PLEASE NOTE: Bonifield & Rosenstengel will remain open and available to serve you during the COVID-19 crisis. We are offering our clients the ability to meet with us via telephone or video conference. Please call our office to discuss your options.
Bonifield & Rosenstengel
Get your free consultation today! 618-215-2412 local  866-223-2525toll free
Get your free consultation today!

618-215-2412 local  

866-223-2525 toll free

Is hot weather dangerous to workers?

| Jun 15, 2021 | Workers' Compensation

Whether indoors or outdoors, many Illinois workers must contend with the elements. A hot summer day could make outdoor work challenging or even dangerous. Professionals constructing or renovating a building may find that the lack of air conditioning makes a shift brutal. Heat strokes and other health risks could happen, so workers must be mindful of proper safety steps.

Cautions about working in the heat

In 2018, more than 3,900 workers had to take time off due to heat-related illnesses. Some workers suffered fatal reactions after succumbing to the heat. Such information should lead workers and managers to employ caution when the temperature trends up.

Some safety steps are not challenging to employ. Hydration is essential, so sipping an appropriate amount of water throughout the workday is advisable. Taking breaks is equally necessary as working through the heat could lead to an unfortunate reaction. Some workers may try to force their way through dehydration and other issues to get a job done, but doing so might prove regrettable.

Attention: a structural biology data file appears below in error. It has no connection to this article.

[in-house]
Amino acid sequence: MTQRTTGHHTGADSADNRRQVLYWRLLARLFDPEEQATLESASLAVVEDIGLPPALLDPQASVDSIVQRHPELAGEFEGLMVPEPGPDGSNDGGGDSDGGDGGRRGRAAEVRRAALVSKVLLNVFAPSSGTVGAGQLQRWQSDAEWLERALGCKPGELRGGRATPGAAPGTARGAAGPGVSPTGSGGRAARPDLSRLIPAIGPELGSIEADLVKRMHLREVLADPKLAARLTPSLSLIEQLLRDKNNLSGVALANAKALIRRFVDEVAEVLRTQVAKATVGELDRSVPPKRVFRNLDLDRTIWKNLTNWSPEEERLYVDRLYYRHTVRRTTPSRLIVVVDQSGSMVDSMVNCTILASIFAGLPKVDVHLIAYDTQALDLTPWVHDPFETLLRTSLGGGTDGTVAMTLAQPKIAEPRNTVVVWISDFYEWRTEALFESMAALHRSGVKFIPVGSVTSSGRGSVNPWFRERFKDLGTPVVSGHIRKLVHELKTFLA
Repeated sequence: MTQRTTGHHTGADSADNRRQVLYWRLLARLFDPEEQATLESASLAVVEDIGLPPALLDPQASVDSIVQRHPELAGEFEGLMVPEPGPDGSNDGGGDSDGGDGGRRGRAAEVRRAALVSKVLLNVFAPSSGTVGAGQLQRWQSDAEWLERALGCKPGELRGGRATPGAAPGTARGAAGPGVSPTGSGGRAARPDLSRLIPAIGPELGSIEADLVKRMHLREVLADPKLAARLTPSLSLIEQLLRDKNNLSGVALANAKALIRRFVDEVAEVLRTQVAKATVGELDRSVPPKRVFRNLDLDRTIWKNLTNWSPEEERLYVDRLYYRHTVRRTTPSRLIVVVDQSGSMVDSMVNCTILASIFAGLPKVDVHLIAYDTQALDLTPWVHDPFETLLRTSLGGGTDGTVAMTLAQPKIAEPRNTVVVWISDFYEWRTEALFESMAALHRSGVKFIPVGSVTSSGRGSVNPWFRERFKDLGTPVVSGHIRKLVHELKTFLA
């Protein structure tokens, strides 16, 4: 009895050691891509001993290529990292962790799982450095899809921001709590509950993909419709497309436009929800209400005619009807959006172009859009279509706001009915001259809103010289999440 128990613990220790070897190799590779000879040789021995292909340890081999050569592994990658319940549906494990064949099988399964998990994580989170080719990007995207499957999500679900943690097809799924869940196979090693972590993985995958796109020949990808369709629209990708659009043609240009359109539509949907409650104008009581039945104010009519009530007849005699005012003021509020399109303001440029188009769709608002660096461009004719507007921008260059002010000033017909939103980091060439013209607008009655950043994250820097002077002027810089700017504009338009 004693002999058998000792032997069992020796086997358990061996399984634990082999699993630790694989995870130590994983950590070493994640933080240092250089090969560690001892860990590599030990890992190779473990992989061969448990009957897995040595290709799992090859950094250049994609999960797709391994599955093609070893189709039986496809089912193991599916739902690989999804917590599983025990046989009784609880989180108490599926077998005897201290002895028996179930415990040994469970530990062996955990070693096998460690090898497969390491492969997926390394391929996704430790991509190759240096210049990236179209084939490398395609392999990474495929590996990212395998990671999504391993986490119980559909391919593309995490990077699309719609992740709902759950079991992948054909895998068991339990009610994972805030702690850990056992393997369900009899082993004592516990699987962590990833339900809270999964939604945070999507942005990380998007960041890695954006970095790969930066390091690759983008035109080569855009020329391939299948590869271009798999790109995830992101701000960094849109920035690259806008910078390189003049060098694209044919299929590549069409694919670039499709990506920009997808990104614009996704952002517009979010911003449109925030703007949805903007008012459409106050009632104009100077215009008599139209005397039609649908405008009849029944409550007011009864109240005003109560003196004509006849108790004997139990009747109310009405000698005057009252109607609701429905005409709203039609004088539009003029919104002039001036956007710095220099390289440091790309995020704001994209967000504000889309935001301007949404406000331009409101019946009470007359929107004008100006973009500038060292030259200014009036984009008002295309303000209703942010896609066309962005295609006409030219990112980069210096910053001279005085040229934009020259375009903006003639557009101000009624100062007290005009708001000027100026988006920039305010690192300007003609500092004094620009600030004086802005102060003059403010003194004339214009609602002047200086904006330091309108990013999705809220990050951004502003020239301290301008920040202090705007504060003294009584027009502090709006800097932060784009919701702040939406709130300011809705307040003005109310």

Managers and their duties

Employers should provide safety training to workers and explain helpful ways to avoid succumbing to the heat. Managers may also take steps to ensure proper ventilation and access to fans, if possible.

Supervisors may keep an eye out for someone who appears ill. A worker who appears on the verge of passing out may be in bad shape. If a worker chooses to keep working despite problems with the heat, a manager may step in to deal with the situation.

Thankfully, workers’ comp remains a potential financial benefit to those who miss work for health-related reasons. Illinois is a no-fault state, which means employer negligence is not necessary to file a claim.

Hiring an attorney might be worthwhile since not all workers’ compensation cases go smoothly. An attorney may address denials and challenges to help a worker receive compensation for an illness or injury.

Archives

FindLaw Network